So here’s the State of the Union as far as that whole cancer thing goes.
The background: In February of 2010, my mother found a lump and went to her doctor about it. Since approximately 95% of lumps are nothing, they weren’t very concerned. Well, crap – it’s cancer. Well, okay. 95% of breast cancers have a 10 year survival rate. Nope, instead Mom has Triple Negative breast cancer, meaning that unlike most breast cancers, it has no hormone receptors and the usual treatment doesn’t work. Triple negative breast cancer has a 55% 10 year survival rate, or 75% with chemo & radiation. Only ~20% of breast cancers are triple negative, and mostly affect younger Hispanic & Black women. Mom, being 50+ and white, managed to really hit the probability jackpot. Woo-freaking-hoo.
So, after being diagnosed in May 2010, Mom had a mastectomy within a month, and then started on chemo in the summer. Her last round of chemo was in October of 2010, just before Thanksgiving. On Thanksgiving, she found herself very ill and unable to eat, and later took a trip to the ER. Unfortunately, they wrote off her symptoms as a side effect of the chemo, and sent her home despite her soaring blood pressure. A trip to her regular doctor the next day was also useless. Finally, a full four days after her original symptoms, she was finally admitted to the ER and it was discovered she had a serious intestinal blockage. While we’re still not sure exactly what caused it, it only makes sense that it would be a side effect of the chemo.
Mom spent almost a month in the hospital in October, most of those unable to eat anything. (Incidentally, be careful what you wish for: Mom had mused that it would be nice to lose some weight. Being stuck in the hospital with a tube up your nose is not a recommended weight loss method.) After over a week of attempting to remove the blockage manually, they decided to do some exploratory surgery and ended up having to remove roughly six feet of necrotic bowel. While the human body comes out of the box with about 25 feet, one does not prefer to lose these things. Turns out your body is SUPPOSED to have all that extra bowel. Try to hang onto yours, hey?
Then, to add to all of this, Mom still had 6 weeks of radiation to look forward to. It seems that the margins weren’t QUITE large enough from the mastectomy she’d had in June, and so they wanted to blast her with some radiation just to make sure it was all gone. So, for those playing at home, this has so far meant:
Surgery -> Chemo -> Hospital -> More Surgery -> Radiation -> Long Recovery.
Fuck cancer? Fuck cancer doesn’t even BEGIN to explain how I feel.
But yes, fuck cancer regardless.
Anyway. Mom’s doing pretty well. Her digestive system is starting to get back to normal. She’s starting to get her energy back, but still tires out pretty easily. But she’s getting better.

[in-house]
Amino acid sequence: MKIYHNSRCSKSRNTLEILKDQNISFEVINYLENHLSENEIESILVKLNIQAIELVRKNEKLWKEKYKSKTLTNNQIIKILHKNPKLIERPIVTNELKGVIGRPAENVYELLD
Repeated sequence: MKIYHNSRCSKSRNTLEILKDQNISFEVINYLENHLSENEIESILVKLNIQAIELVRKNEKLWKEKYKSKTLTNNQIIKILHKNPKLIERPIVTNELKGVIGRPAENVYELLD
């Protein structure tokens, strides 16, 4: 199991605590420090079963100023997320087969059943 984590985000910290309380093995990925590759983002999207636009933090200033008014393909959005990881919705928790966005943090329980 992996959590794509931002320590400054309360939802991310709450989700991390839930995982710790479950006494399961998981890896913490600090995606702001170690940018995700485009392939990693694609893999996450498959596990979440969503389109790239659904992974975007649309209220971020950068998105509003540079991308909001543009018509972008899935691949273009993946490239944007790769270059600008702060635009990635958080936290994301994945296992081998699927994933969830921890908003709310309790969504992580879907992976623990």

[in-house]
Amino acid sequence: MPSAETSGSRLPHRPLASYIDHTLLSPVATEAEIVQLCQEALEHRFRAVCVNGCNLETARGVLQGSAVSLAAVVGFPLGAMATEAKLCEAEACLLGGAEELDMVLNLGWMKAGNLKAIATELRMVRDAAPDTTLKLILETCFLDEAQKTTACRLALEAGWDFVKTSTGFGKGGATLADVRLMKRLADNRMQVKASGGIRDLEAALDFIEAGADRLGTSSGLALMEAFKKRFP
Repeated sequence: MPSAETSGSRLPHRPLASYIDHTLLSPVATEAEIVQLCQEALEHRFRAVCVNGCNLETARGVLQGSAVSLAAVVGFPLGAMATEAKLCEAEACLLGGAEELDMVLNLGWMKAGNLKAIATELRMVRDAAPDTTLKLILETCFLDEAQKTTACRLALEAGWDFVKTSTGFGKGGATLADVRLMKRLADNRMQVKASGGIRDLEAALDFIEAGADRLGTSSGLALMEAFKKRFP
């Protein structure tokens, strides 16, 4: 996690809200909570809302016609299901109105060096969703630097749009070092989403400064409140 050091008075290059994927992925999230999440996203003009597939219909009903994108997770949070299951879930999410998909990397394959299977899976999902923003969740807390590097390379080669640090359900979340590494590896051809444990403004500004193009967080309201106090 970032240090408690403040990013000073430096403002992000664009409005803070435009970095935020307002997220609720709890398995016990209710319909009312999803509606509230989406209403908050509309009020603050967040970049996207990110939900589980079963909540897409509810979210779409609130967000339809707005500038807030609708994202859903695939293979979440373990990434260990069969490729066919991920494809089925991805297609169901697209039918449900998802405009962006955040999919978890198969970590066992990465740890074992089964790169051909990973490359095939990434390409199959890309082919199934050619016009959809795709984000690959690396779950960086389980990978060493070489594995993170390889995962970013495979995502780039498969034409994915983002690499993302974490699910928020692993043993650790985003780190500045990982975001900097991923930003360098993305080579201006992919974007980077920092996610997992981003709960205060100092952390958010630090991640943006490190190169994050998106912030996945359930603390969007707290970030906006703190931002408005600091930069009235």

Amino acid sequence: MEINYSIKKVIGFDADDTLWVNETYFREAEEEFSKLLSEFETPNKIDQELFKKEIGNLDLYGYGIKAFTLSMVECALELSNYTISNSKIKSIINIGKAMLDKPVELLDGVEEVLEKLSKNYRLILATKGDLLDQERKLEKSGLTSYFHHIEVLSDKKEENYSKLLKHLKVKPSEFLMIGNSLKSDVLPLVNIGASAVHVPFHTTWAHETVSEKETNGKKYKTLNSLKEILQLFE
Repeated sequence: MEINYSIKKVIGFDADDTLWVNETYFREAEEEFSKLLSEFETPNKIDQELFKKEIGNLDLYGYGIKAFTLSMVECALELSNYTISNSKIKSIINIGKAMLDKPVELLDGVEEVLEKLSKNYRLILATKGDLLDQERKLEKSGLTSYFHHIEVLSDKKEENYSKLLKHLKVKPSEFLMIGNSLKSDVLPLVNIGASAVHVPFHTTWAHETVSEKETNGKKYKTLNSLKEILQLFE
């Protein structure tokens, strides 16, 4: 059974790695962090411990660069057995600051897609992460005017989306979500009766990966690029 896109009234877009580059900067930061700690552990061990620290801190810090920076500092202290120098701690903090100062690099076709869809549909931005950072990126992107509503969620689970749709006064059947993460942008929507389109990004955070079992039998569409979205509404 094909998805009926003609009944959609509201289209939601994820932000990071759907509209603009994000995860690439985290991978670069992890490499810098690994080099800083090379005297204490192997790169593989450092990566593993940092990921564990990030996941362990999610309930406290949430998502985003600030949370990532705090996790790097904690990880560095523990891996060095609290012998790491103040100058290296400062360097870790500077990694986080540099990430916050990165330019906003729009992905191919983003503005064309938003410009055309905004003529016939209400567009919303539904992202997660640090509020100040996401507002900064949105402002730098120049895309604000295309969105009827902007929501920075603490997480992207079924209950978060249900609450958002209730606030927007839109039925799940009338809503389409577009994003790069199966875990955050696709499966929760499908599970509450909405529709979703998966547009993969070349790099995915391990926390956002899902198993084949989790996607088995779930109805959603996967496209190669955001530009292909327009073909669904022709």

Here’s why research is vitally important: Ten years ago, this type of cancer was virtually unknown. Mom would have been treated in the usual manner that does absolutely nothing for her type of cancer, and her survival chances would have been tenuous at best. Thanks to ongoing research, she’s doing great. As you can imagine, this is so very, very important to me – and to all women. And to anyone who has ever met a woman.
Fundraising: I’ve been slacking a bit, with this whole new job (which isn’t all that new anymore) and new home (which is only slightly less new) and new boyfriend (okay, he’s still pretty new) but even then, I’m up to $1200, plus another $100 in cash donations I haven’t submitted yet. Hooray! But, time to get off my ass and get this show on the road. I’m going to be doing some crafty fundraiser type things, so stay tuned for that. At the moment, I still have Breast Cancer soaps (pink soaps with pink ribbons embossed in them) available for $5/bar, 100% of the proceeds going toward my fundraising. Currently, I have one type – enriched with Moroccan clay and scented with Oatmeal, Milk & Honey fragrance, and smells super yummy. I have a new batch of Breast Cancer soaps in mind, but haven’t settled on a scent yet… possibly Earl Grey (bergamot & vanilla). I like tea. So does Mom. It seems appropriate.
I’m also planning on making up some bath salt mixes. These will be a collection of salts & herbs & essential oils that will make your bath oh so yummy. Let me know if you have any requests. They also make nice gifts. Stay tuned.
Note that any purchase over $10 will come with a tax writeoff receipt. Score.
Haven’t donated? Donated already, and want a tax receipt for 2011 too? You can do so here.
Want to buy some Breast Cancer soap? If you’re local, leave a comment and we can arrange a meetup. Not local? You can send a Paypal payment to email@example.com in $5 increments, plus $5 for shipping. (For more than 4 bars, contact me ahead of time, the shipping costs go up a bit.) As mentioned, right now I just have the Oatmeal, Milk & Honey scented soaps, but will soon have a few more varieties available. All soaps will be pink! (Colored naturally with mica or oxides or clays.)
So, now? Thanks to surgery, chemo, & radiation, Mom currently has no evidence of this dreaded disease but is still recovering from the harsh treatments required to conquer this virulent type of breast cancer. While the odds of this type of cancer returning are greater than other types of breast cancer, with the right money, research can perhaps offer more hope to my mom and other women diagnosed with breast cancer in whatever form it takes. My mother considers herself very lucky to be living in the lower mainland where the BC Cancer Agency is consistently making great strides breast cancer treatment.
It’s good stuff. Before fundraisers like The Weekend came about, breast cancer research in BC got a measly $200,000. Since The Weekend started in 2004, they’ve raised over $16 million from this one event alone. That? That’s amazing. Please help out.